Reproductive state and sexual history shape the vaginal microbiota in wild baboons
The vaginal microbiome is one of the most important sites of bacterial-host symbiosis in mammals, playing a key role in defense against pathogens. This protective function is influenced by the composition of vaginal microbial communities, but to date the forces that shape vaginal microbiota remain poorly understood. We investigated variation in the baboon vaginal microbiota using an unusually well characterized population of wild savannah baboons (Papio cynocephalus) in the Amboseli ecosystem in Kenya. Long-term, individual-based research in this population allowed us to explore a wide range of factors that may shape vaginal microbiota, including individual reproductive state, age, maternal transmission, and patterns of sexual behavior. Vaginal swabs were collected from 48 sexually mature females between 2007 and 2010. Microbial community composition was assessed via sequencing of the V4 region of the 16S rRNA gene on the Illumina HiSeq2000 platform, which resulted in 1,777,373 rarefied reads per sample.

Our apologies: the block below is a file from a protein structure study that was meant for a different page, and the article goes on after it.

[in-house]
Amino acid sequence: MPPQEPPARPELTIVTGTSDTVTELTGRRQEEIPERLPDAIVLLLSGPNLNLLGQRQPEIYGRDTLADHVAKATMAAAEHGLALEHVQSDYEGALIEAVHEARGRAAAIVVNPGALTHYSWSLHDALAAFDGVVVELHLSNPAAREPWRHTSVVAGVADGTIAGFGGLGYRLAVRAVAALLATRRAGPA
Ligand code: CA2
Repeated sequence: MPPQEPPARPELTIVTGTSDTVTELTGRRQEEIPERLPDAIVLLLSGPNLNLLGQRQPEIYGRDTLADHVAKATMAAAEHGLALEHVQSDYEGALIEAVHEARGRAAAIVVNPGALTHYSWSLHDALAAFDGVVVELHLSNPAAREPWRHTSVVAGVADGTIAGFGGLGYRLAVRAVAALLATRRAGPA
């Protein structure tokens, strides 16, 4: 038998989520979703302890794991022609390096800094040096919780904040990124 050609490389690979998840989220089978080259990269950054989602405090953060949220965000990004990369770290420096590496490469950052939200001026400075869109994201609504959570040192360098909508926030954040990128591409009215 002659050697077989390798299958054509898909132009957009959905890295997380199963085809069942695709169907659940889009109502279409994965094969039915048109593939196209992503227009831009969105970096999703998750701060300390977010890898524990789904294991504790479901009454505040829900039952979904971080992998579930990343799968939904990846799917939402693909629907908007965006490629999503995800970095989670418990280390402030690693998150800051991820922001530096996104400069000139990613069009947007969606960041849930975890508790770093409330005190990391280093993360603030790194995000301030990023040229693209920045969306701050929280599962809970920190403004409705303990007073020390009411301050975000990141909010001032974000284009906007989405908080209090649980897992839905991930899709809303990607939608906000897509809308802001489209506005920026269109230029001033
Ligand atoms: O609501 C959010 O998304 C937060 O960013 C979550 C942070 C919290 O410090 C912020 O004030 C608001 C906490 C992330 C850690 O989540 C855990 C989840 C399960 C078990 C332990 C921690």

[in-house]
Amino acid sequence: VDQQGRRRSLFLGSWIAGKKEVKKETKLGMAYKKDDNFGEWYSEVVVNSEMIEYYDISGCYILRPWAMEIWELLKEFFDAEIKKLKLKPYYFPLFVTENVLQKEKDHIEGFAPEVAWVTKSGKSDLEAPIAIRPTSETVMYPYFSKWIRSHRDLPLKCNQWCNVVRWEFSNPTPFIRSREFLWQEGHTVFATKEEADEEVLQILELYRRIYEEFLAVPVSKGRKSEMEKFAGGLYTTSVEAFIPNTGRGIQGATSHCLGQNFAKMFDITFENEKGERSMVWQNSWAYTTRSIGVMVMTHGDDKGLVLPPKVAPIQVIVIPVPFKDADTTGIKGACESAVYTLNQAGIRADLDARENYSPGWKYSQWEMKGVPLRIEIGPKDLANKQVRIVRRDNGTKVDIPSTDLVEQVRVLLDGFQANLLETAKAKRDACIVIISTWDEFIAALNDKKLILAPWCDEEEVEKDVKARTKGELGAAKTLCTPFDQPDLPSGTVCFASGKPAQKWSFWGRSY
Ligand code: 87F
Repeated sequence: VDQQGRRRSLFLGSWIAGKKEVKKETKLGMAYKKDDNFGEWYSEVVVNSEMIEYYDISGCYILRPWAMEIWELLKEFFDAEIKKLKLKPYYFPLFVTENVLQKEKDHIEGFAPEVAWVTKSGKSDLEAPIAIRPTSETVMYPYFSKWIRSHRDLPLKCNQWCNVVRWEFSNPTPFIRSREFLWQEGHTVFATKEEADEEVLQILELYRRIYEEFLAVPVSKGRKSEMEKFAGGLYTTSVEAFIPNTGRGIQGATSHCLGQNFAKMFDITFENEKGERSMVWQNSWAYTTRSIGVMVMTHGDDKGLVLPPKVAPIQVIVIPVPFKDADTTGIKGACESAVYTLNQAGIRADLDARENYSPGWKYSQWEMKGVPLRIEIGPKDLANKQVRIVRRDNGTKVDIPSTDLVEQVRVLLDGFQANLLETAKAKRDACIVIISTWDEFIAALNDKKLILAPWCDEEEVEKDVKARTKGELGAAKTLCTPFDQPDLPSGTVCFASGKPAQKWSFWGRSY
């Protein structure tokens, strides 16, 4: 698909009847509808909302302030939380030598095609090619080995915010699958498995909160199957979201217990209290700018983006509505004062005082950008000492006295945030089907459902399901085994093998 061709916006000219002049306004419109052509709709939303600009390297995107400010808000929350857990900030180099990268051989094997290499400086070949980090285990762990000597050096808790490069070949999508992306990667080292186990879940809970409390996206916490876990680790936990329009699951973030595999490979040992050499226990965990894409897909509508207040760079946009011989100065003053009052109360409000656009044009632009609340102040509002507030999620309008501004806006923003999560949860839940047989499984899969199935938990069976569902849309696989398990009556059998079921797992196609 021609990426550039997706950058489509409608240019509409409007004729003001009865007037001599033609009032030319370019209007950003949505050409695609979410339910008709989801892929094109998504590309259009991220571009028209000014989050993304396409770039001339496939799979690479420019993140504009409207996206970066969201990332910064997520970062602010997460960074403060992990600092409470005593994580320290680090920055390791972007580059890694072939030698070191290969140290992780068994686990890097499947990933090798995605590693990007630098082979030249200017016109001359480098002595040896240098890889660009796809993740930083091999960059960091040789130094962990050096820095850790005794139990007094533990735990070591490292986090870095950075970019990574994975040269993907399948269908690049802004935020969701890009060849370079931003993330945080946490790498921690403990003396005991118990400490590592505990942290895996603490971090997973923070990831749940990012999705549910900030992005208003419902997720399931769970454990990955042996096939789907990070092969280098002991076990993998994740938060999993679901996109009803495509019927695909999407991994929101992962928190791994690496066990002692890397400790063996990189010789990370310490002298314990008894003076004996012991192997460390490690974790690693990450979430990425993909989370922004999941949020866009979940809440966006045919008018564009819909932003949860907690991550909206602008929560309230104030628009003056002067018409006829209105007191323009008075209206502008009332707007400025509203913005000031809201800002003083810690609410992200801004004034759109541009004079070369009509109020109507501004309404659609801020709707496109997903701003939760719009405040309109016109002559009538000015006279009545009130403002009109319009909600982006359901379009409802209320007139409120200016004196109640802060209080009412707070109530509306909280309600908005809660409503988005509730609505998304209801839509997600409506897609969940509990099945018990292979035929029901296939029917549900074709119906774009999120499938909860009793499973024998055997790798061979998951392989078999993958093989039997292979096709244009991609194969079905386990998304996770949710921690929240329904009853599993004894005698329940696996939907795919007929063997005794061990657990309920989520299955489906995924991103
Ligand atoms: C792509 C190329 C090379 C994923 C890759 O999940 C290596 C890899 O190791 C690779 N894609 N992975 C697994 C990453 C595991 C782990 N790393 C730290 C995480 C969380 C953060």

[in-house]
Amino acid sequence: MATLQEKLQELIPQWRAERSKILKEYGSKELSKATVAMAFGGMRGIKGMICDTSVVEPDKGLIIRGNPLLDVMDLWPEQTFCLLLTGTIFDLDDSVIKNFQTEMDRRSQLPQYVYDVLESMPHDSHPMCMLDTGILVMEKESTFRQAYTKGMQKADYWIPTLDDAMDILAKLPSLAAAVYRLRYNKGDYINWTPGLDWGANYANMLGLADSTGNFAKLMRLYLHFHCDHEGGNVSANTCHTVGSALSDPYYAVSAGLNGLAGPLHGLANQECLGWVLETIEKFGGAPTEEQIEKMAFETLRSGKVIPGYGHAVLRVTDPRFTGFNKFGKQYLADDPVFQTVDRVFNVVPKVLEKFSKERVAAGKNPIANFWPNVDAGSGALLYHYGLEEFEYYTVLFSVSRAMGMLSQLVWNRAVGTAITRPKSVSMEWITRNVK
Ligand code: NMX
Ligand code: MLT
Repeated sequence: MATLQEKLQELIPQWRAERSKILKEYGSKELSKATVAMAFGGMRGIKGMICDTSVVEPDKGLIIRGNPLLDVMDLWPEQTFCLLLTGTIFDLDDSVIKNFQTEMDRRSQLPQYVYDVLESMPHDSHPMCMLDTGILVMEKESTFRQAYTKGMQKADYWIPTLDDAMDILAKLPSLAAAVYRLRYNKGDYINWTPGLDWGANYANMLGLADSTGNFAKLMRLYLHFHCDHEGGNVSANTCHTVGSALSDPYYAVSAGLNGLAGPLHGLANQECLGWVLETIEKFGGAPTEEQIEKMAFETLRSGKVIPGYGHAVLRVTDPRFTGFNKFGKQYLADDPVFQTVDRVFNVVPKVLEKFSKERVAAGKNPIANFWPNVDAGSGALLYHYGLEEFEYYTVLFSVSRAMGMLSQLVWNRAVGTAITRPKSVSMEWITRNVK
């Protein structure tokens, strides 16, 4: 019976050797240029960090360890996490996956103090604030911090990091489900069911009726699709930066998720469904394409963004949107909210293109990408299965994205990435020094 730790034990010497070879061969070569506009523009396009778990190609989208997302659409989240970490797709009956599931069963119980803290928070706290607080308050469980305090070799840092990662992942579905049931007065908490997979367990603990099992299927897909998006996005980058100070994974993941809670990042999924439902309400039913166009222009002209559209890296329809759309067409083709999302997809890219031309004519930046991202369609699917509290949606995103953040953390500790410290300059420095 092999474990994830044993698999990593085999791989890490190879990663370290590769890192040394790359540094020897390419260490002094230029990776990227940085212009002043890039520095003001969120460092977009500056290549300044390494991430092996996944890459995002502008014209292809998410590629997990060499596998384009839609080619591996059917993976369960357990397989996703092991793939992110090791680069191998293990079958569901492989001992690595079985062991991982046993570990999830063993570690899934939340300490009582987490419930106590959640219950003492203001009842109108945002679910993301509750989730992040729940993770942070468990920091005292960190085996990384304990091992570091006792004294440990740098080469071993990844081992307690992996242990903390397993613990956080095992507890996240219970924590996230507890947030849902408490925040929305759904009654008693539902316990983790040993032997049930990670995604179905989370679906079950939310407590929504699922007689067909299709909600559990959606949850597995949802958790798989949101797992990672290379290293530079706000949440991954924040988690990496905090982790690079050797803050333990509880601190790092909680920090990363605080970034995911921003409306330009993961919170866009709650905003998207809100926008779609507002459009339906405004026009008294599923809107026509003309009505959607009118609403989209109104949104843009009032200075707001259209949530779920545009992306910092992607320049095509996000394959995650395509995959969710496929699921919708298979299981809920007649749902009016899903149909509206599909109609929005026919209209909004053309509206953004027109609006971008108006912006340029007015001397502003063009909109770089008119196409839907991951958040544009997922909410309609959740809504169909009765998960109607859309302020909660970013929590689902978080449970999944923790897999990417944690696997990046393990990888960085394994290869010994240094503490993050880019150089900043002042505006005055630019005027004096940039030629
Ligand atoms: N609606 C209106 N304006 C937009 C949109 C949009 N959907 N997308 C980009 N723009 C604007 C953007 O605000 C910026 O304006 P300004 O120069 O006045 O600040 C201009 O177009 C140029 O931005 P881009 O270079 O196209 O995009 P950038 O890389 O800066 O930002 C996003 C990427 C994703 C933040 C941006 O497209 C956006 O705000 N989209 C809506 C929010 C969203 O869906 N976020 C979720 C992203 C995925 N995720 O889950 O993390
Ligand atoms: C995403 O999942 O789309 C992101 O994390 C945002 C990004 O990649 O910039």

We found that reproductive state was the dominant driver of vaginal microbiome diversity and community composition. Multiple taxa showed significant changes in abundance with reproductive state, including genera associated with the disease-state bacterial vaginosis (BV) in human women. Within ovarian cycling, ovulating females showed remarkable differentiation from other cycle phases, characterized by relatively high levels of Firmicutes, Lactobacillales, and BV-associated genera. In addition to taxonomic variation, predictive metagenomic analyses revealed functional differences in the vaginal microbiome between reproductive states and cycle phases. This suggests there may be changes in the protective function of the vaginal microbiome in response to fluctuations in the host environment. We also found evidence for microbial transmission between sexual contacts. Specifically, females who shared mating partners had greater similarity in microbial community composition than those who did not. Overall, our results improve knowledge of individual-based sources of variation in the vaginal microbiome and may help shed light on the selective forces that have shaped these important bacterial communities.